By Jessica Paddock, Milspo Project Contributor 


When I arrived at our first duty station, I was looking left and right for the Welcoming Committee. Hello world! I am here and ready to be welcomed with open arms.” I pictured all of the military spouses knocking on my door with oodles of baked goods.

Silence.

I thought I would waltz in with my shiny new Master's Degree, nail an interview, and land my dream job.

Nothing.

I envisioned finally living in the same state as my husband.

Think again.

Things were not going according to plan. The entire concept of being a military spouse sounded like a really poor fit for me. I wanted control and my own career. What was the recipe for success as a military spouse, I wondered?

This is what I came up with:

- One part Love

- Two parts Training

- a basket of Muffins

- mix with Hard Work and add a dash of Humility

Training is the key ingredient. Among military spouses, we often speak about our significant others being off at training, but only recently did I realize – I am in training, too.

Training should have the specific goal of improvement. Viewing my circumstances through that lens has changed everything for me.

Photo credit: Caroline Lima Photography Jessica Paddock is the General Manager of Vizcaya Villa, Army wife, and marathon runner in-training. Just a few weeks after completing her Master's Degree in German and French from the University of Massachusetts Amherst, she packed up and drove south to North Carolina with her new husband Chad. While her past work experience was in teaching, she quickly caught the entrepreneurial bug to create something special where she was planted. Inspired by new possibilities and the people she met, she found a passion for business. Focusing on the creation of a business helped her feel invested in the community and quickly made Fayetteville feel like home. Jessica's hope for fellow military spouses is that they keep themselves open to new people, experiences and opportunities because you never know what might happen.

Photo credit: Caroline Lima Photography

Jessica Paddock is the General Manager of Vizcaya Villa, Army wife, and marathon runner in-training. Just a few weeks after completing her Master's Degree in German and French from the University of Massachusetts Amherst, she packed up and drove south to North Carolina with her new husband Chad. While her past work experience was in teaching, she quickly caught the entrepreneurial bug to create something special where she was planted. Inspired by new possibilities and the people she met, she found a passion for business. Focusing on the creation of a business helped her feel invested in the community and quickly made Fayetteville feel like home. Jessica's hope for fellow military spouses is that they keep themselves open to new people, experiences and opportunities because you never know what might happen.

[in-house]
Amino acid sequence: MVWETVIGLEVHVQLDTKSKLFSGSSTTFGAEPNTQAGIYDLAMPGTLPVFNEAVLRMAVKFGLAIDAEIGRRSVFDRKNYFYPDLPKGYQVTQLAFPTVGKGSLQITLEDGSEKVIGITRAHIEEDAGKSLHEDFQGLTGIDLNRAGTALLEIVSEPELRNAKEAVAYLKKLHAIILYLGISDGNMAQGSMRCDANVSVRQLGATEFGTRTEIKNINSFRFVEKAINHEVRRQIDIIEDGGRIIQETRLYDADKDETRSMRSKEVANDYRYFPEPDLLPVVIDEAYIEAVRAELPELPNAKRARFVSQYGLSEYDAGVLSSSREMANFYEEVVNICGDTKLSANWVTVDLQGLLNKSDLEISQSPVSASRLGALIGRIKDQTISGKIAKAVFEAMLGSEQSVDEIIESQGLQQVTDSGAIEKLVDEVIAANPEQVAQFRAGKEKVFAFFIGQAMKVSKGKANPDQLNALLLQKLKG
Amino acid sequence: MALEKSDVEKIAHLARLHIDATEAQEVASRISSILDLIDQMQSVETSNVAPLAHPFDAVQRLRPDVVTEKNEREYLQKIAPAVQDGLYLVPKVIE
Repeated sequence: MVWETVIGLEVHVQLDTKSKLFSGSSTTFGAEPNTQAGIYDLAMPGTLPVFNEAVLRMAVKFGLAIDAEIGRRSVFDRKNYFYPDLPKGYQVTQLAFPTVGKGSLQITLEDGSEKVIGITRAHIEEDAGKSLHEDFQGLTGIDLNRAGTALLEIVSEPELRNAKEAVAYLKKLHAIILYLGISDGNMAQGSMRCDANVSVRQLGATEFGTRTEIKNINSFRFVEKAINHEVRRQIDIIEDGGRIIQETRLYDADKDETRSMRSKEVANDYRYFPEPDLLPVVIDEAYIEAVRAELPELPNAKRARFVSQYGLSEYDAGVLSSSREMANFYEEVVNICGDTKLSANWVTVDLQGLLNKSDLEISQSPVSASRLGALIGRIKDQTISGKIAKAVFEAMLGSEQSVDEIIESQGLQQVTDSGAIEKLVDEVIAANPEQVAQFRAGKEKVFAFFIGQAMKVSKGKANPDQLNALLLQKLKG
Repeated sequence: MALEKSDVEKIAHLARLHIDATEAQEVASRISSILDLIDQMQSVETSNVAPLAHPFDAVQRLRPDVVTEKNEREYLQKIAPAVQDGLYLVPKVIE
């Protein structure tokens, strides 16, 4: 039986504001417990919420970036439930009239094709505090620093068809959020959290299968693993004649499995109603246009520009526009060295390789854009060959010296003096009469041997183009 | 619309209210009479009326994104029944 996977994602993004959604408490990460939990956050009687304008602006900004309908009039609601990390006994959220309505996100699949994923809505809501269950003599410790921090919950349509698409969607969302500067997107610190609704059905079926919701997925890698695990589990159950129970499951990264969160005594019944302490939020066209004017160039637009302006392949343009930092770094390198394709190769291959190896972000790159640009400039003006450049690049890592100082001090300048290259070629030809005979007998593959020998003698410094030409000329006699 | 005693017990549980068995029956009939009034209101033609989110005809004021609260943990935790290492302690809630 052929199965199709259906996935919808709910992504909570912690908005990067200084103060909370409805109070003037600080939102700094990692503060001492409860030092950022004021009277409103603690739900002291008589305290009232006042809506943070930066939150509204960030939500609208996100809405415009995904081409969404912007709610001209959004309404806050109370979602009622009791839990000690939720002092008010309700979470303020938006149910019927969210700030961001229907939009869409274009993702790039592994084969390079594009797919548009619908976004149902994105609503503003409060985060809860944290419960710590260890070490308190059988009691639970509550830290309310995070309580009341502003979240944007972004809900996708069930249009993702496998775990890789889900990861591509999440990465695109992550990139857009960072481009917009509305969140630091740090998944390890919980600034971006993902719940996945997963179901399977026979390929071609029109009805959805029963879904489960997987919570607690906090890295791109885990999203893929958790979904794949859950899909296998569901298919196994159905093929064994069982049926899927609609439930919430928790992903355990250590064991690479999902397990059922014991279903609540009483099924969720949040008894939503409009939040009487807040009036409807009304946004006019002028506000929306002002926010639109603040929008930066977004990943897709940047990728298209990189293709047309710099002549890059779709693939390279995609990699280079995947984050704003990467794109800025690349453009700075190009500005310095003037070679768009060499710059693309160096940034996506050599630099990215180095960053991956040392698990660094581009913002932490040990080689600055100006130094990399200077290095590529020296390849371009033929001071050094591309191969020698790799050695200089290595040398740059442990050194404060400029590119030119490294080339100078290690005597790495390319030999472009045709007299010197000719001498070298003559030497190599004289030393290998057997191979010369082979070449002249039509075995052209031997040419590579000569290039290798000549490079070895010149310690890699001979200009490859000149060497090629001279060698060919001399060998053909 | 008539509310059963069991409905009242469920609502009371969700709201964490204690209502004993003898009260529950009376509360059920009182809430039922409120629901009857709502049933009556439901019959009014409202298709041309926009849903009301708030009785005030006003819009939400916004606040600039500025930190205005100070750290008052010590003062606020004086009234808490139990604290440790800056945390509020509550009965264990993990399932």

Training makes you more competent, capable, and productive. It tests you. You go through different scenarios to acquire new skills and more knowledge. In other words, I am gaining - I am not just surviving.

The interesting part about this training that we go through as military spouses is that we will not graduate, get a pin, a medal, or a certificate. Instead, we are gaining personal strength. We grow our confidence, open our social circles, and add to our coping skills. I'm training a new me; a more open, flexible, thrive-where-you-are-planted me.

I have gone through peaks and valleys on this journey of being a new military spouse. There have certainly been parts that have proven more challenging for me than others, but I finally found those once-in-a-lifetime friends who have laughed and cried with me; friends who do show up at my door with a basket of muffins (or wine) if that's what I need.

For me, it was important to pour my blood, sweat, and tears into my career which has helped me feel like I am exactly where I am supposed to be, at exactly the right time despite our future being in limbo. Part of that is just the reality of life and the other part is the military lifestyle. The truth is, there will never be an end to that. Instead, I am going to train myself so that I am comfortable in this limbo state – mentally, emotionally, and physically.

My friends affectionately tease me when everything just perfectly falls into place at the right time. They call it a “cupcake life.” The truth is, I train hard so that the win is easy. Someday I know the recipe for that cupcake will be a lot easier, and if I find it, I will share it with the world.


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